The documents presented here are related to the preparations of the expedition of both explorers to the Ainu of Hokkaido and come from a special Bronisław Piłsudski file-collection concerning the period 1893-1918 preserved in the Archives of Modern History Documentation (Archiwum Akt Nowych – AAN) in Warsaw. The collection embraces 142 archival units (teczki ‘folders’), in their majority transferred in 1956-1957 from the Archives of the Department of Party History affiliated with the Central Committee of the Polish United Workers’ Party (Archiwum Zakładu Historii Partii przy Komitecie Centralnym Polskiej Zjednoczonej Partii Robotniczej, the communist ruler of Poland between 1948 and 1989); the remaining part of the collection was acquired in  1964 from the USSR. The archive material of the core of the collection is divided into three categories: letters (116 folders), notes (two folders), and  photographs (103 photos arranged thematically in 16 folders). The collection is complemented with a set of six folders still unregistered and containing materials dated 1915-1917. The documents presented here basically retain all the features of the original; very minor syntactic and punctuation amendments are not indicated while clarification glosses appear in square brackets. Explanations concerning events and persons mentioned and identified are provided in footnotes.

2. Source material

1. Wacław Sieroszewski’s letter to Bronisław Piłsudski dated May 18, 1903, Hakodate, concerning the course of preparations of the Hokkaido expedition.

 [original in manuscript]

Call number: AAN, Akta Bronisława Piłsudskiego, sygn. 74, s. 1-3


         Szanowny Panie!

Oczekuję Pana z pożądaniem już od dni kilku. Nic nie wiem: czy Pan odebrał moje listy i pieniądze? Wysłałem je co prawda dość późno, gdyż w drodze na pewno powstało przysłowie: chłop strzela a Pan Bóg kule nosi. Lecz przypuszczam, że choć pieniądze doszły [do] Pana, gdyż wysłałem je z Irkucka jeszcze w marcu. Na wypadek, gdyby pieniądze nie doszły i nie miał Pan na drogę, poproszę p[ana] Dembi, aby wydał panu potrzebną sumę. Przypuszczam, iż zgodzi się, gdyż mają w Banku moje pieniądze. Ponieważ środki nie pozwolą mi zostać na zimę, skróciłem mój pobyt do trzech miesięcy. W te trzy miesiące postaramy się zrobić, co można. Jako kwaterę główną naszego pobytu wybrałem [miejscowość] Piratori, stare ognisko życia Ajnosów. Stamtąd będziemy robili wycieczki – o ile się da – i tam będziemy zbierali kolekcję. Mam [jeden] aparat fotograficzny [o formacie negatywu] 9x12 i [drugi] mały [firmy] Kodak. Ale jeżeli Pan ma aparat większy lub lepszy, niech Pan go zabierze. Niech Pan zabierze fonograf i wszelkie przybory meteorologiczne, gdyż za wyjątkiem kiepskiego termometru i dwóch małych kompasów, przyrządów żadnych nie wziąłem. Usłuchałem rady sekretarza [Rosyjskiego] Tow[arzystwa] Geogr[aficznego], który upewnił mię, że wszelkie badania fizykogeograficzne są tu przez japończyków przeprowadzone. Zdaje się, że się omylił. Mam przybory antropometryczne i kinematograf. Ten ostatni nie działa i trzeba go będzie dopiero do tego zmusić, co wszystko już zrobimy na miejscu. Jeżeli Szan[owny] Pan zebrał trochę chrząszczy, to proszę zabrać ze sobą. Już zacząłem zbierać kolekcję dla [Piotra] Siemionowa i może Pan zgodzi się przyłączyć też swoje. Było by b[ardzo] dobrze, tym bardziej, że na północ nie pojedziemy, a prosił mię bardzo [P.] Siemionow o zebranie mu zbiorów na północy. Głównie niech Pan co rychlej przyjeżdża lub przynajmniej co rychlej odpowie. Przywiozłem Panu pewne wiadomości od rodziny i ukłony od [Tadeusza] Rechniewskiego. Do widzenia! Niech Pan się śpieszy. Z przyjemnością myślę o spotkaniu się z Nim. Serdecznie pozdrawiam raz jeszcze.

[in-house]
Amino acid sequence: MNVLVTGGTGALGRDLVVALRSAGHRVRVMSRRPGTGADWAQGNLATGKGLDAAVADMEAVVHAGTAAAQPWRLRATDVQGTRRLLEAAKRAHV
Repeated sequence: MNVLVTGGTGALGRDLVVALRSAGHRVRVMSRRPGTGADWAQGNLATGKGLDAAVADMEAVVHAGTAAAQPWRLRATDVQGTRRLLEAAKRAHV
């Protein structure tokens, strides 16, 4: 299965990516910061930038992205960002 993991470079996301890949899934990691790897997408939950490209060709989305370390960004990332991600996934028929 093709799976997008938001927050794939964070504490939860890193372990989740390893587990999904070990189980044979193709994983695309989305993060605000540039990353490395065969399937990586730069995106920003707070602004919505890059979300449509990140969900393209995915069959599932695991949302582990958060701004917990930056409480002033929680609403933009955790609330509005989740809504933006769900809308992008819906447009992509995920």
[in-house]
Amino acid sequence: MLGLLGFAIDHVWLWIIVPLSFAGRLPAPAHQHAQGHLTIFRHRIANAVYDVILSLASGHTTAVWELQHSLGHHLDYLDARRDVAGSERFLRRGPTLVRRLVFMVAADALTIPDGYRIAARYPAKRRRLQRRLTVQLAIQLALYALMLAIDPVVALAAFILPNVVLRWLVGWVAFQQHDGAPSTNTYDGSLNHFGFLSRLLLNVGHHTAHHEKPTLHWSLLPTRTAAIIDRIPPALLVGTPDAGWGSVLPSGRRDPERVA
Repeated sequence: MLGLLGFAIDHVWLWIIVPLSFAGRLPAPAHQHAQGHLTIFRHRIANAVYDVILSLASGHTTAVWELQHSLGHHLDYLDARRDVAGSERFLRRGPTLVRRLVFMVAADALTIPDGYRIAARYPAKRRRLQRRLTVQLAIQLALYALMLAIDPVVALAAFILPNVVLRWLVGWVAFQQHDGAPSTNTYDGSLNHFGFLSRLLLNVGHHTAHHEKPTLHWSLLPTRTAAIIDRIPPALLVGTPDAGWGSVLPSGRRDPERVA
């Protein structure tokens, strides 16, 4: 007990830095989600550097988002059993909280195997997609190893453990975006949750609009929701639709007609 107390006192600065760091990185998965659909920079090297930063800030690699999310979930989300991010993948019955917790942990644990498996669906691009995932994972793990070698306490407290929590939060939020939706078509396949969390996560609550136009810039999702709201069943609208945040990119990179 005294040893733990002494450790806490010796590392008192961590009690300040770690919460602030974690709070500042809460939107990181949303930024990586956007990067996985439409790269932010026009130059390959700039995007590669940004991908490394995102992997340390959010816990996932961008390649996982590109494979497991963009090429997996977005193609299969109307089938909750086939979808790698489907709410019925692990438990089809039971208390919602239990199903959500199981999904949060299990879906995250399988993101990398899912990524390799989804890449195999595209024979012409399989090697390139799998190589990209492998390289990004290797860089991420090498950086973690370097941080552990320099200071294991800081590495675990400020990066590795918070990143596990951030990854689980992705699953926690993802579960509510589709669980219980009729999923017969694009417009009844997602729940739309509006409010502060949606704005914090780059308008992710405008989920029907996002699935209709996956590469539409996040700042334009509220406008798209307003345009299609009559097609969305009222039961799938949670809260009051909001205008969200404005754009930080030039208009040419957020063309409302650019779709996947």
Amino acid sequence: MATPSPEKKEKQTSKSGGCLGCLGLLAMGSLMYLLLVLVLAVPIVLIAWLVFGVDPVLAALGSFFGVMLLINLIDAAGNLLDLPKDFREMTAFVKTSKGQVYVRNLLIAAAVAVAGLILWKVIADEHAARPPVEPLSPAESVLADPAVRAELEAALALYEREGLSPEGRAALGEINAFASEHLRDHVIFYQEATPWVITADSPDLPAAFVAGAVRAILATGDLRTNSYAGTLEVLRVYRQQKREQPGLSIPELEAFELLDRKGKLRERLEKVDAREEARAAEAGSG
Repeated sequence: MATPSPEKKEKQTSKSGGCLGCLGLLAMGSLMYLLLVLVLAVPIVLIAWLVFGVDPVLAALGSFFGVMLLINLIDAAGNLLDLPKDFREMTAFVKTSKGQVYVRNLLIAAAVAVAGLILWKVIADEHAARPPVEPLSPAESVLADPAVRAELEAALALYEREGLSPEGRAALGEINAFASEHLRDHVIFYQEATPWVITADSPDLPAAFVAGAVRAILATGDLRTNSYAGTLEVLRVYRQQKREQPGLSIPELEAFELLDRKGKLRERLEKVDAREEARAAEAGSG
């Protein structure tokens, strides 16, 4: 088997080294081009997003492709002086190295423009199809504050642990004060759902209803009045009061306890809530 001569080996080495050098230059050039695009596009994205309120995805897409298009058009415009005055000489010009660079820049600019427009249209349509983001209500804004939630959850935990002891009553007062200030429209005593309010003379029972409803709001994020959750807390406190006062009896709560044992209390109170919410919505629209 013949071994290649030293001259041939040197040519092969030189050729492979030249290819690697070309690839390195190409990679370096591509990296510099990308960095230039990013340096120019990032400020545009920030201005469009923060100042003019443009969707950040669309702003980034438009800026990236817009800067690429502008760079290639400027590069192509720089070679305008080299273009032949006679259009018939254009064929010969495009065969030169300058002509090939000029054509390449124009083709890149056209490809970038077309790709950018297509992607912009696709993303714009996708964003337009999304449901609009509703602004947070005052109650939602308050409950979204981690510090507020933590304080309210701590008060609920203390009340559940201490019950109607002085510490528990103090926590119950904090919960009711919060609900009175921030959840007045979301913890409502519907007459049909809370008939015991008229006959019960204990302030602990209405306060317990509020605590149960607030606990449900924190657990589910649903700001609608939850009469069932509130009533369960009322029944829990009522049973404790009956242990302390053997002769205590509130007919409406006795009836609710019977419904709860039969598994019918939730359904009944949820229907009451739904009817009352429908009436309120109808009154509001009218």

Wacław Sieroszewski

[Postscriptum:] Mieszkam w konsula [rosyjskiego]. Po przybyciu [parostatku] „Kotsumaru” wyjadę pewnie zara[z] do Piratori – razem z Panem lub bez niego – gdyby więc jaki[ś] wypadek nie pozwolił Panu wyjechać na tym parostatku, niech Pan niezwłocznie telegrafuje, gdyż list już mię nie zastanie. Bardzo dla mnie ważną jest rzeczą, abym mógł załatwić tu produkta i rzeczy potrzebne razem z Panem. Dlatego właśnie proszę o pośpiech. Do widzenia.
W[acław] S[ieroszewski]

Respected Mr. [Piłsudski] !